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Georgia’s Political Cudgel Against the Poor: Drug Testing

Seth Freed Wessler Jul 11, 2012

In April, Georgia’s governor signed a law to require all applicants to the state’s cash assistance program to take a drug test. The law was part of a torrent of similar bills that flooded the country in the last two years, as conservative state legislators elected in 2010 sought to fasten drug testing requirements to safety-net programs. Most of the bills did not become law, but Georgia went all the way and the bill was set to take effect on July 1. 

Around that day, local press began reporting that welfare applicants had to undergo tests. But on July 3, Gov. Nathan Deal’s office belatedly announced that the law would not go immediately into effect. Rather, the state will await a decision by a federal court of appeals, which has before it a challenge to a nearly identical 2011 Florida law that is blocked pending the court’s ruling.

Civil liberties advocates say the governor’s decision is a smart one, considering the state would certainly be sued just like Florida, incurring an expensive legal fight it’s likely to loose. The 11th Circuit is expected to strike down the Florida law on privacy grounds.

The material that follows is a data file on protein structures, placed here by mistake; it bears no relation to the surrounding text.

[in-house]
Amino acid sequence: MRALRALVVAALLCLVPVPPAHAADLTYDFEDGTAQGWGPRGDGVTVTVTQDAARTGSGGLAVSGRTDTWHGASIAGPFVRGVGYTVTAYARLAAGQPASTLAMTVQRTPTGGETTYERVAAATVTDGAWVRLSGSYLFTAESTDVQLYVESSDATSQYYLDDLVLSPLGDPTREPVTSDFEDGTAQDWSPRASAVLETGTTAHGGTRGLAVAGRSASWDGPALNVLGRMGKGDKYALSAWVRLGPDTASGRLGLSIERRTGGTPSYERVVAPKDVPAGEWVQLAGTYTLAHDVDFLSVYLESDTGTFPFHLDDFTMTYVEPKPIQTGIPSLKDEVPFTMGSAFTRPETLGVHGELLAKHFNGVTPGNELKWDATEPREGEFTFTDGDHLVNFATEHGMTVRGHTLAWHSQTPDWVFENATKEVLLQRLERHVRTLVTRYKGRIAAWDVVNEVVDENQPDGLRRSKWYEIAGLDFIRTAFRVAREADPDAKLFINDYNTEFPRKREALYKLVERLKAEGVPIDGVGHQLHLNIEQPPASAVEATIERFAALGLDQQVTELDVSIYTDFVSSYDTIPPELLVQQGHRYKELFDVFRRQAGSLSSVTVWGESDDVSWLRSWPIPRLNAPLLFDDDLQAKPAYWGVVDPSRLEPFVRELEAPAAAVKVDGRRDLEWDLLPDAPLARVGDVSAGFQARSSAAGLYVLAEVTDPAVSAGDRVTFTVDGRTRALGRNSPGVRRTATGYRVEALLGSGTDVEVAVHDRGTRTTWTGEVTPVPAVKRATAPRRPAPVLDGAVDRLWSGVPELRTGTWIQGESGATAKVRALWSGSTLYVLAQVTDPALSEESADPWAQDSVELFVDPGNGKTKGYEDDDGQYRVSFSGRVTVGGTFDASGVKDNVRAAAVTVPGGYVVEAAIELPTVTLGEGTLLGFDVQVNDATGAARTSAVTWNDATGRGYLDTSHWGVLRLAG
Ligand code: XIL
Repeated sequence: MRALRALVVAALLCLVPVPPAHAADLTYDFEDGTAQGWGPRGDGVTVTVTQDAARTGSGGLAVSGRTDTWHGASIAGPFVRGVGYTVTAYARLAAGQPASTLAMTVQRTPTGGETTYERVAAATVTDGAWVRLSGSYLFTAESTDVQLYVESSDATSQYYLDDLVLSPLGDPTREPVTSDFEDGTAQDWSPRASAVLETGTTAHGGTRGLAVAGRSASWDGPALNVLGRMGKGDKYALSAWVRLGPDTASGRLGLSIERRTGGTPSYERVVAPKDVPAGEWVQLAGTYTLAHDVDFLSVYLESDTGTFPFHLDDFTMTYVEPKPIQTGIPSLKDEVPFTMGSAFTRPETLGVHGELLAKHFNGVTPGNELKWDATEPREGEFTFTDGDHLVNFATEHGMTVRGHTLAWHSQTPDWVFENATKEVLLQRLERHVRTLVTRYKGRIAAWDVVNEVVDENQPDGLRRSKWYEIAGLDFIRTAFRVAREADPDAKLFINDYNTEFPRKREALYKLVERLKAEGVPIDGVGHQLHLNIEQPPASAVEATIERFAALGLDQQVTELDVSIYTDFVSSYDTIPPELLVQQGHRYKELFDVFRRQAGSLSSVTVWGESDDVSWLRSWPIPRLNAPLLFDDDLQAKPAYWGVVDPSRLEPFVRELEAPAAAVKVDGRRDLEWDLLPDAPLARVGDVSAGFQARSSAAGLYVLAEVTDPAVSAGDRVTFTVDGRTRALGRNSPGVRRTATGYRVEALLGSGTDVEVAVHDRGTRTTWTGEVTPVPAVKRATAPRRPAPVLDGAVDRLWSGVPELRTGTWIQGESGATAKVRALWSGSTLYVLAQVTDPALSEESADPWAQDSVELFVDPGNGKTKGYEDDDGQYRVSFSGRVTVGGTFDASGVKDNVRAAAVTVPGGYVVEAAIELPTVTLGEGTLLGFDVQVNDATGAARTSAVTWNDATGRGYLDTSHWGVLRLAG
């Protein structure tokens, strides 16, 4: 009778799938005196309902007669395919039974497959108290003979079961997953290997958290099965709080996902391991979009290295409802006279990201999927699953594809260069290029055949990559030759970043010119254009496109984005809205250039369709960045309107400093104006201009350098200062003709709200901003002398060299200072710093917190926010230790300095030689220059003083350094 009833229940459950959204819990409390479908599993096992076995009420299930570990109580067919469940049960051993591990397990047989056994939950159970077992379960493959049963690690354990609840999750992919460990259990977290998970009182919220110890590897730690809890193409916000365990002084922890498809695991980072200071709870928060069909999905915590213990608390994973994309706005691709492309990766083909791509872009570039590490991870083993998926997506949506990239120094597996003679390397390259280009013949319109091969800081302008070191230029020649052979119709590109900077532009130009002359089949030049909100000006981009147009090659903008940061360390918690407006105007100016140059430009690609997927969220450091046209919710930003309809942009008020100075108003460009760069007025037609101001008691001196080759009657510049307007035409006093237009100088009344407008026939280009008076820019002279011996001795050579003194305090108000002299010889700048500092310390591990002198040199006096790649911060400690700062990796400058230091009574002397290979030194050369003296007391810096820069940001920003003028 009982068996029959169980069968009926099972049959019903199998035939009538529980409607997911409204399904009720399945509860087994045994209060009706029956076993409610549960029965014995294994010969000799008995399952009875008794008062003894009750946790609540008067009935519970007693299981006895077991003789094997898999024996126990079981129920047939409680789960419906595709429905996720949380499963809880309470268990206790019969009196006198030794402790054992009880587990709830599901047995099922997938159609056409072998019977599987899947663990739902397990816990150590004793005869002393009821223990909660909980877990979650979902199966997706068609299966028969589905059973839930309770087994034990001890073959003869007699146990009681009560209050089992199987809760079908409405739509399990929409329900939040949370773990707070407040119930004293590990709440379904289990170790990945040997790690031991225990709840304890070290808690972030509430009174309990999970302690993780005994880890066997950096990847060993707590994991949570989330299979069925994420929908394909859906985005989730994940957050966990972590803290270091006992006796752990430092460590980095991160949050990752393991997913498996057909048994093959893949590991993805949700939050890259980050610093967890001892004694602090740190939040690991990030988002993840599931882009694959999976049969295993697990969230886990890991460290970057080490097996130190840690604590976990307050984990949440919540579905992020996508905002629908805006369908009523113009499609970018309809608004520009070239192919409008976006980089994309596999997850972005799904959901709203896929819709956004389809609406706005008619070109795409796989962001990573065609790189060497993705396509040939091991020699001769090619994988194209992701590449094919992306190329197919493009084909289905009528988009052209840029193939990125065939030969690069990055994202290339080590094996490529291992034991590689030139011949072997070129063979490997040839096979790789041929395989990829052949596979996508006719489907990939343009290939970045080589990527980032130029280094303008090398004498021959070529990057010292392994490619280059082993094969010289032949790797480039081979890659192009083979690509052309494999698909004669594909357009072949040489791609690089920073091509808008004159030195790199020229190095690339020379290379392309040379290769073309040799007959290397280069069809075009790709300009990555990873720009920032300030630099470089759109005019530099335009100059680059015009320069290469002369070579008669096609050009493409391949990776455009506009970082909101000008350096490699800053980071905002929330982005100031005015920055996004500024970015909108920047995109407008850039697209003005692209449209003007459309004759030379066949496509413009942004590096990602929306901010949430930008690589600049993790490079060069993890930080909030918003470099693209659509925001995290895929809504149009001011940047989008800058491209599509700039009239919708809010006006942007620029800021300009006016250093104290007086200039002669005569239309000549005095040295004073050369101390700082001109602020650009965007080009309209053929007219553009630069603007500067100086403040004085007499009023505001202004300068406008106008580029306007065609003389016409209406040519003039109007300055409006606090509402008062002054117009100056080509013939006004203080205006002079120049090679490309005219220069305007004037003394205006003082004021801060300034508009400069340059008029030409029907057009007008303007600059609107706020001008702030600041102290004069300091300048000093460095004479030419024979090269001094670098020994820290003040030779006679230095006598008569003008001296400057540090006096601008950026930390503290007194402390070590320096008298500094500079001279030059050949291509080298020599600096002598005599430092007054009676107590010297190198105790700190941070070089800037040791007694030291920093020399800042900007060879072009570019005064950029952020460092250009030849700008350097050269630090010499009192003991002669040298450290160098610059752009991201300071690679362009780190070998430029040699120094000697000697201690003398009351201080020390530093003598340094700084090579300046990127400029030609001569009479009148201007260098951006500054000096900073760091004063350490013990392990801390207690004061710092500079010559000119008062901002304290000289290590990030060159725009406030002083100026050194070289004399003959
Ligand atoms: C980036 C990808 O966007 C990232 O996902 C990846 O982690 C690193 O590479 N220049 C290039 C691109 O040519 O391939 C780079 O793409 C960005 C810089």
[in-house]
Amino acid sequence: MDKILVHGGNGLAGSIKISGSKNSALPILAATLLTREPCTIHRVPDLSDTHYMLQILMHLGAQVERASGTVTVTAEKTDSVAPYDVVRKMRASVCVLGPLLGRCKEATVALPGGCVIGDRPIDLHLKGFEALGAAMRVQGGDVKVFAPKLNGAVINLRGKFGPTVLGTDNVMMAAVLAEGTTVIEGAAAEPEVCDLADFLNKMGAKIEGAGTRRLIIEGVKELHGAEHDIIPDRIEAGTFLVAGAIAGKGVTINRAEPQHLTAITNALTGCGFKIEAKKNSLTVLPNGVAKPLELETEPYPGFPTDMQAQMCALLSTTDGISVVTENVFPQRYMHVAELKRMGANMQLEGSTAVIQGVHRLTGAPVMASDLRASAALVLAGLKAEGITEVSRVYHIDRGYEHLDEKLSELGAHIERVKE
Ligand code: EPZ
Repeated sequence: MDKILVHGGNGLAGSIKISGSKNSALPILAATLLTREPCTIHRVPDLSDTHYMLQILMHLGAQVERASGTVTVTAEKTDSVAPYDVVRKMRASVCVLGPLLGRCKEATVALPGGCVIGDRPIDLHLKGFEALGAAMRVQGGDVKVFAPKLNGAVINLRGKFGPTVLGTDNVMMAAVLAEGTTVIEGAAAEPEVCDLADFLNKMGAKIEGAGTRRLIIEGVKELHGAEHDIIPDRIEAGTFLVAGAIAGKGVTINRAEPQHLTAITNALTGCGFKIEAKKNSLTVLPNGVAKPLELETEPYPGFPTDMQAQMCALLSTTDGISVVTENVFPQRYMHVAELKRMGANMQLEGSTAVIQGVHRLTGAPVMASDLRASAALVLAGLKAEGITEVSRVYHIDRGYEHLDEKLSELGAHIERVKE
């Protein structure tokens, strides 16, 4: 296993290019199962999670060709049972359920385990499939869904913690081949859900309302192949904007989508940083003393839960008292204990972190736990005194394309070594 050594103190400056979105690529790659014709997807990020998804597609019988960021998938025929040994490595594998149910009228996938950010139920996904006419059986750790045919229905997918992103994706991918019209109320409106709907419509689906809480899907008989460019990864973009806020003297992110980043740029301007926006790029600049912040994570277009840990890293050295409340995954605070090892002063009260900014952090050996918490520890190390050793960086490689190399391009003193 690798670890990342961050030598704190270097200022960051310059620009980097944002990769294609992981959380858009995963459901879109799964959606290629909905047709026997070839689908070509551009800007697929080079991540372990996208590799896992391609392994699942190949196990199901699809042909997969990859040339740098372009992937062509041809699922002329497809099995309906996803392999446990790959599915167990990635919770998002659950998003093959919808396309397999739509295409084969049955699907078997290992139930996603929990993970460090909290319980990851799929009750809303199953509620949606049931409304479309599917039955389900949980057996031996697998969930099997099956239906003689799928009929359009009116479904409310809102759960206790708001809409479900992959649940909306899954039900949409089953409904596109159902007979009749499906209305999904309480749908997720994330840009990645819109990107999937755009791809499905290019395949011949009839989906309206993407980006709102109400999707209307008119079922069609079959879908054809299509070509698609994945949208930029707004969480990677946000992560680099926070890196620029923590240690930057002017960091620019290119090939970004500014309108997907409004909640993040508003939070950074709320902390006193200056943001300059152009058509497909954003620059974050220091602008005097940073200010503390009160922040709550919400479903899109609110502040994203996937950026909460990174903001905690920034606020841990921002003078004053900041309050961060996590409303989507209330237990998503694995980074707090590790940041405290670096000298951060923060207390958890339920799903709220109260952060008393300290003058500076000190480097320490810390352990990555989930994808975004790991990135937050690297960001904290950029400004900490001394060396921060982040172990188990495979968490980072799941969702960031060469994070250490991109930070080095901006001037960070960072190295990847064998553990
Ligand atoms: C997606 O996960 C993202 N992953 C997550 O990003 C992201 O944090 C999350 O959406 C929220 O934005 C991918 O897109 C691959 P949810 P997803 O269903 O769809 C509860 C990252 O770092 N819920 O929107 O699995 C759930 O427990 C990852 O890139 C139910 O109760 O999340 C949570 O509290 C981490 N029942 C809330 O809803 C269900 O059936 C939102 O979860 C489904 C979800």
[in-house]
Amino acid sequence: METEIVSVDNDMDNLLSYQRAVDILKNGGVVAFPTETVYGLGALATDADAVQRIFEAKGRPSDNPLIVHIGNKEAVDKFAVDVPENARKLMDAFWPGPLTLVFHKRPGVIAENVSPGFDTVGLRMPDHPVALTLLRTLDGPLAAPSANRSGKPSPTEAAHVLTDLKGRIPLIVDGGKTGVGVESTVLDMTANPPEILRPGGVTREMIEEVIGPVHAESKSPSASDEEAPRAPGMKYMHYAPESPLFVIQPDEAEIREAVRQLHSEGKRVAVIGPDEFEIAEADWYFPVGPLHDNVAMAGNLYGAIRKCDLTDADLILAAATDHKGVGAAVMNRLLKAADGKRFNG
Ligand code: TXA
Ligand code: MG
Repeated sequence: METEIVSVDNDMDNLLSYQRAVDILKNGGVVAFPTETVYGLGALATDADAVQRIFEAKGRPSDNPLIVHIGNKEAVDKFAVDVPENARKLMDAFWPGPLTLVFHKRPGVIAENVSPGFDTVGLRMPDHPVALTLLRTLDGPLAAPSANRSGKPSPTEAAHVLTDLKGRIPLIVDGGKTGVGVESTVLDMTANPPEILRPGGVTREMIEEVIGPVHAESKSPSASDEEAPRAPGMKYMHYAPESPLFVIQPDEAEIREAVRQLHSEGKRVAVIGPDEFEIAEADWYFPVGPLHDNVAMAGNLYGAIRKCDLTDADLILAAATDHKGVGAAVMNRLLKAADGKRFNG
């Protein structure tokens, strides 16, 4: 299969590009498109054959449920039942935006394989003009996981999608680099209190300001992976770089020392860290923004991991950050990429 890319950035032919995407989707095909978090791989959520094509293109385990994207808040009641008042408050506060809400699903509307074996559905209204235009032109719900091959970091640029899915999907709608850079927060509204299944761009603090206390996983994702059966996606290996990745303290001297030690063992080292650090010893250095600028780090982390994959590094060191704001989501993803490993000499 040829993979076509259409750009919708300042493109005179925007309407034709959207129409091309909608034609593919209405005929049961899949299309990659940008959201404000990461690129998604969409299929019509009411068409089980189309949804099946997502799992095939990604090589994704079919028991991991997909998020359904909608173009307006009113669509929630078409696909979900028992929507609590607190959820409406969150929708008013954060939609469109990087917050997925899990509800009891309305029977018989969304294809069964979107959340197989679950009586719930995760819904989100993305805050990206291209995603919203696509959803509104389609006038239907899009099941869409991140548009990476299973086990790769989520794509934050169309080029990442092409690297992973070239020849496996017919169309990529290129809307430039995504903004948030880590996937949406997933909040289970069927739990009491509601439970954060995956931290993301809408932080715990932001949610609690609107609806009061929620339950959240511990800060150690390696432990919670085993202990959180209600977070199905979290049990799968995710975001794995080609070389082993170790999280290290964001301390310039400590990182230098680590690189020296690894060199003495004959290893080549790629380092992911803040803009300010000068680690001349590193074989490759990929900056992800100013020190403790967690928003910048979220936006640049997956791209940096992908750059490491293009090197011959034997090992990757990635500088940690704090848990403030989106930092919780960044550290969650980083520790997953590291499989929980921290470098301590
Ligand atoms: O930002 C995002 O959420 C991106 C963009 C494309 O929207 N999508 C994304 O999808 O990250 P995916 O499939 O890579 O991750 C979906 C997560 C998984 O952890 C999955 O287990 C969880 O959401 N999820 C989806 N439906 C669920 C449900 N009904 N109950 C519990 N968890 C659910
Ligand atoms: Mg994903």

Yet Florida’s legal battle was already well underway when the Georgia legislature passed its own controversial law and when the governor signed it. Which begs the question: Why go through all of that only to acknowledge the legal dispute in the final hour before the law’s onset? Because Georgia’s drug testing law—like the proposals elsewhere—never had anything to do with making actual public policy.

Georgia advocates and a well-positioned staffer within the of state Department Health and Human Services, the agency tasked with implementing the testing program, all insist that the law was never intended as meaningful policy. Rather, it was purely cynical politics—an effort by Tea Party Republicans to demonize the poor as unworthy of help, atrophy the cash assistance rolls and generally undercut safety net programs in the public discourse.

“Everyone working at the Department [of Health and Human Services] knew it was complete hogwash,” an agency staffer who was part of a team analyzing the bill told The staffer insisted on anonymity for fear of reprisal.